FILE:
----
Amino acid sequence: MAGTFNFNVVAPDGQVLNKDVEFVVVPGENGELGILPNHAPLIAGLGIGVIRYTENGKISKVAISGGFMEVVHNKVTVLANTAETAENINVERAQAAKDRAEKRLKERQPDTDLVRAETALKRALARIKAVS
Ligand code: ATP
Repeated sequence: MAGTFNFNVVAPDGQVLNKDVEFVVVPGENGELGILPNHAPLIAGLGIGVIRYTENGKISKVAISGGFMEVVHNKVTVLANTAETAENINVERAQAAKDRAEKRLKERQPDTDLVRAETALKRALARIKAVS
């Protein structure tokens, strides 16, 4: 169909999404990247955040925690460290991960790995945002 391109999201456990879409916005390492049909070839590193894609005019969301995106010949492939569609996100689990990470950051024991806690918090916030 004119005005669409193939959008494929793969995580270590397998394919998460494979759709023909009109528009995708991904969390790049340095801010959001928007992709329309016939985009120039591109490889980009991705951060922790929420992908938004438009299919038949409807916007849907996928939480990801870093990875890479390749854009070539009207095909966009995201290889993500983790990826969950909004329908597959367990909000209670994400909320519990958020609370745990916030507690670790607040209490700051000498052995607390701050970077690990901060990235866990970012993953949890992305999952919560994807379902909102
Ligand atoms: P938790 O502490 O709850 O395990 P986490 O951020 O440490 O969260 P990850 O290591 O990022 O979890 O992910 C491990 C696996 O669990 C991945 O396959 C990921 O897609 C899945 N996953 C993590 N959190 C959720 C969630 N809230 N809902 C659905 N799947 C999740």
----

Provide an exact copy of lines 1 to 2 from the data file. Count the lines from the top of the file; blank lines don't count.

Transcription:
Amino acid sequence: MAGTFNFNVVAPDGQVLNKDVEFVVVPGENGELGILPNHAPLIAGLGIGVIRYTENGKISKVAISGGFMEVVHNKVTVLANTAETAENINVERAQAAKDRAEKRLKERQPDTDLVRAETALKRALARIKAVS
Ligand code: ATP